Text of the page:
Looking very glamorous, Australian actress Radha Mitchell has managed to avoid even the mere mention of a personal life, even throughout the ten years since the beautiful actress was noticed in the Australian film “Love and other Catastrophes”. Mitchell has managed to avoid dealing with the kind of tabloid intrusiveness into her personal life that often plagued her contemporaries, laughingly referring to herself as ‘a blank slate’, while we sit in a Beverly Hills hotel room discussing her big-budget Hollywood film “Surrogates”.
“I guess I’m quite private, and I don’t really want to talk about things that I’m in the process of, or figuring out, or things that I am in,” the actress explains. “I can only say that I was in Australia recently, and just being around people that I know who love me, it’s a very different experience to being sort of in a work city, which is sort of – nanananana. So those kinds of things, of course, you discuss with your friends, but not necessarily in an interview situation,” Mitchell adds laughingly.
Though she frequently travels to Australia, she calls Los Angeles home, residing in the coastal city of Santa Monica. “I’m still trying to pay off my mortgage,” she says, which may explain her decision to deviate from the smaller films to which she is usually drawn, to a big-budget Disney blockbuster starring heavyweight star Bruce Willis. “I guess it meant the opportunity to work in a film with a budget of $100 million is always interesting,” she explains, not to mention the chance “to work with someone like Bruce Willis, who’s sort of known for his prowess in the action genre, which is also kind of exciting.”
The Jonathan Mostow-directed futuristic thriller stars Willis as an FBI agent who enlists the aid of his own surrogate to investigate the murder of the genius college student who invented the surrogates. As the case grows more complicated, however, the withdrawn detective discovers that in order to actually catch the killer he will have to venture outside the safety of his own home for the first time in many years, and enlists the aid of another agent (Mitchell) in tracking his target down. “I thought the script itself is a very interesting conceit, the idea of, what is a surrogate reality and how does it sort of reflect on the society that we currently live in? What are the choices that we’re making? All of those sort of issues are sort of there, implanted in the script, and I think that’s what attracted me to it,” Mitchell further explains.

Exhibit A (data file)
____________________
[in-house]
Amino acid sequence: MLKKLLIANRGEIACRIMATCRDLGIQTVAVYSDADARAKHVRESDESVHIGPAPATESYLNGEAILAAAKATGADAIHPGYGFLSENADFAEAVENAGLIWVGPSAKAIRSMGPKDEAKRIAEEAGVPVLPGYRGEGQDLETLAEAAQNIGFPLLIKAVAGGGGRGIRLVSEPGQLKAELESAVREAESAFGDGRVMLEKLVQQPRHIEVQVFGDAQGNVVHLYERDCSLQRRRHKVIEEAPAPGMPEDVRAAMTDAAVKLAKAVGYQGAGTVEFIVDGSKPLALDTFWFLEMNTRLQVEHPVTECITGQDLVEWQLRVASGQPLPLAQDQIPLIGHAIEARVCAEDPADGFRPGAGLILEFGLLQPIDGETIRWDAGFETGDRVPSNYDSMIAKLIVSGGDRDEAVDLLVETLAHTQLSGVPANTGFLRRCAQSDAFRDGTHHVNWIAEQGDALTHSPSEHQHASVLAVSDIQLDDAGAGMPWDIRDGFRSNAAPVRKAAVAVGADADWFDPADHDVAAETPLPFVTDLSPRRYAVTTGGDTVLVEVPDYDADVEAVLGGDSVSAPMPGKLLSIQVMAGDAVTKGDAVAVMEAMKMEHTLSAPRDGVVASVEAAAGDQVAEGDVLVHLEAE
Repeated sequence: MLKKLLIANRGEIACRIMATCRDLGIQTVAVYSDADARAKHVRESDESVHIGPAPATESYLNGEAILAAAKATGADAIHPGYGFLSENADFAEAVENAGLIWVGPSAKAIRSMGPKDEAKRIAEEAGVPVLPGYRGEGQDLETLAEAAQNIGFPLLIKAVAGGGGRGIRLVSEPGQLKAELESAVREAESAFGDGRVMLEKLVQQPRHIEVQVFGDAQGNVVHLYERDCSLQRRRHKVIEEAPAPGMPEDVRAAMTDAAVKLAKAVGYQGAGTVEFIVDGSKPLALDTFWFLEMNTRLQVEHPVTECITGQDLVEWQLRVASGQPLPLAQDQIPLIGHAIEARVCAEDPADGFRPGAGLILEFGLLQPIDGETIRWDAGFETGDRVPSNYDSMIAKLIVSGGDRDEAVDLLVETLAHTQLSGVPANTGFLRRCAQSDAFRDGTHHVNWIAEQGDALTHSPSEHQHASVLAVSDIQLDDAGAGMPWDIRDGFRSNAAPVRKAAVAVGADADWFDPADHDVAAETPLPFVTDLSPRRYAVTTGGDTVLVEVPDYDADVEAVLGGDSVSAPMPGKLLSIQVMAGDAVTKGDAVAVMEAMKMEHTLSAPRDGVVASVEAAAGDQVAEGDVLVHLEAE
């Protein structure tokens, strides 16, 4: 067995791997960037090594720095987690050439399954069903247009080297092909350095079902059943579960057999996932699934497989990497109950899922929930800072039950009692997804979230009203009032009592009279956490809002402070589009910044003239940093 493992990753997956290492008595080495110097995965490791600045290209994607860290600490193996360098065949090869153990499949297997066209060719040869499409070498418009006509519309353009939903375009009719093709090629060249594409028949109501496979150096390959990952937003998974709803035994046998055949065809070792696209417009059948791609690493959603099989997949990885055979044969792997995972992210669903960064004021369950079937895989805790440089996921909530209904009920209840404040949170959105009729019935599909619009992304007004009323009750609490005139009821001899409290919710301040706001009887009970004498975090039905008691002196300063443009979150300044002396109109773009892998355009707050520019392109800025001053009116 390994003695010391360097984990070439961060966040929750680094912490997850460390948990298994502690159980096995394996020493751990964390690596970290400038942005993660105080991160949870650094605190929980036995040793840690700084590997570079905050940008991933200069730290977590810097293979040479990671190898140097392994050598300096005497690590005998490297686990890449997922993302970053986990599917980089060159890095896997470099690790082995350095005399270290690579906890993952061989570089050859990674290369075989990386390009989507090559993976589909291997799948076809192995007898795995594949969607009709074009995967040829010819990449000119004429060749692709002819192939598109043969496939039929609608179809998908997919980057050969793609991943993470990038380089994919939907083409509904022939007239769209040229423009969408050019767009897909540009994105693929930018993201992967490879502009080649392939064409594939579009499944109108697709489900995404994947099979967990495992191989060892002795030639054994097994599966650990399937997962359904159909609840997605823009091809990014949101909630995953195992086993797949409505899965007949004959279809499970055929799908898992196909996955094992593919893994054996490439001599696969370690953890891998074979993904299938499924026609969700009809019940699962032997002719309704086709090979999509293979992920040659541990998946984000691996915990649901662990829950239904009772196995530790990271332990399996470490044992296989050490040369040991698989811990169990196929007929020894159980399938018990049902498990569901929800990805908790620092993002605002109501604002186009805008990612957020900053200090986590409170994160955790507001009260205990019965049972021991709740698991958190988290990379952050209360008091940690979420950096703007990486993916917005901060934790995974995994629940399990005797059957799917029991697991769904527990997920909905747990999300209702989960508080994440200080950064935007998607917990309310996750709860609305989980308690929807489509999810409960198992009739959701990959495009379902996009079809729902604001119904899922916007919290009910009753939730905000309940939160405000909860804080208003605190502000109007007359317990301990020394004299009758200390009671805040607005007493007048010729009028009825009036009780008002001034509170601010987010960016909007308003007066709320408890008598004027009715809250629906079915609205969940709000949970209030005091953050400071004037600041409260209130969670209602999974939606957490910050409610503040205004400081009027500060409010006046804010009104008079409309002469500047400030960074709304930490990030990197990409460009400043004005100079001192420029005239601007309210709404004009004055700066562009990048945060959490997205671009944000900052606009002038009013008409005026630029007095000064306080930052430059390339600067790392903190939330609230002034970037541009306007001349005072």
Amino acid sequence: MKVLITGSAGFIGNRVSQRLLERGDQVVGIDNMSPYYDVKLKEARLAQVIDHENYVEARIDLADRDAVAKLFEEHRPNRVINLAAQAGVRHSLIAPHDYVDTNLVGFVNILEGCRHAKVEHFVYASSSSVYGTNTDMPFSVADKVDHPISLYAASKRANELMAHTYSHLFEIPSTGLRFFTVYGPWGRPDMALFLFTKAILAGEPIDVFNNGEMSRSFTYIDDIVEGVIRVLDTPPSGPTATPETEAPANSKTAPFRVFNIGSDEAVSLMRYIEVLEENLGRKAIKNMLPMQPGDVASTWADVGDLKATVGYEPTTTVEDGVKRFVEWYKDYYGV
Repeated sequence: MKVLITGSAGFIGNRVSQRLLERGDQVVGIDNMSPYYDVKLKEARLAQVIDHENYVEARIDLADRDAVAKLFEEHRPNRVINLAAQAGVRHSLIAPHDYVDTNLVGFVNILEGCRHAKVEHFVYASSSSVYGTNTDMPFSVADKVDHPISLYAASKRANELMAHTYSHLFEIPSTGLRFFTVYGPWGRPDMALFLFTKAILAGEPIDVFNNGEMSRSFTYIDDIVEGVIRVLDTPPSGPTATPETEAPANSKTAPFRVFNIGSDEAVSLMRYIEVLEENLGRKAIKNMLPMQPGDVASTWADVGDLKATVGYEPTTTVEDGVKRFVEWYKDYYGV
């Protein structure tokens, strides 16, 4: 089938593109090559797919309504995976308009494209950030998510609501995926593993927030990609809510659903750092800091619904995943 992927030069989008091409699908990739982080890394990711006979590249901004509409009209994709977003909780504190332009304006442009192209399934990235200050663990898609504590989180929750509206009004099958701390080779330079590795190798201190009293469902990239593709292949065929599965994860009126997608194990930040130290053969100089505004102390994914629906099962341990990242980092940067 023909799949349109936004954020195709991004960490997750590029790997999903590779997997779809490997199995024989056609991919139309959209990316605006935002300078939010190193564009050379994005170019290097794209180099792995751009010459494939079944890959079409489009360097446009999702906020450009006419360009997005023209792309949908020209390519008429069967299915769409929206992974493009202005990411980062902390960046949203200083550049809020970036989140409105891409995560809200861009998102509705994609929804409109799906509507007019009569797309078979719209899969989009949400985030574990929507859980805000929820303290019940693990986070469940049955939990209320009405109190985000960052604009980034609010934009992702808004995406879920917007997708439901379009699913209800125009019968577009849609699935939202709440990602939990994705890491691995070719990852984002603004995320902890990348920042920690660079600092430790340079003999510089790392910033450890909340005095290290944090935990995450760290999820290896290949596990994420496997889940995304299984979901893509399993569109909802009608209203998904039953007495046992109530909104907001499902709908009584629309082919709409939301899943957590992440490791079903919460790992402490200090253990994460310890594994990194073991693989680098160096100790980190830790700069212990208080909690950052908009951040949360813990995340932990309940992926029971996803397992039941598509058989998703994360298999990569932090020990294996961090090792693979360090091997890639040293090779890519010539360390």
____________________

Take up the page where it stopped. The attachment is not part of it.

One of the challenging facets of this film is that it afforded the actress the chance to play two versions of her FBI agent character: the beautiful, perfect surrogate and her more dowdy real self. “It’s great to be able to change your costume in one story, and have these two different identities, but what I guess the story really gets at is the abstraction of social interaction and I guess also the obsession with perfection. So there are the robots that are all supposed to have this particular aesthetic look that I guess currently we would consider better than the other look, but if you can change your costume like that, you lose the bias, and then you go for comfort. I had a padded ass in the second costume, and, like, buckteeth, but ultimately when you can wear high heels, or you can sit around in a padded ass? So you can do either or by choice and you choose the ass. Then there’s the idea that you could change your gender, and you could change your race, so what is intrinsic to who we are? We feel like it’s this sort of physical thing, but maybe we are just these creatures of the mind.”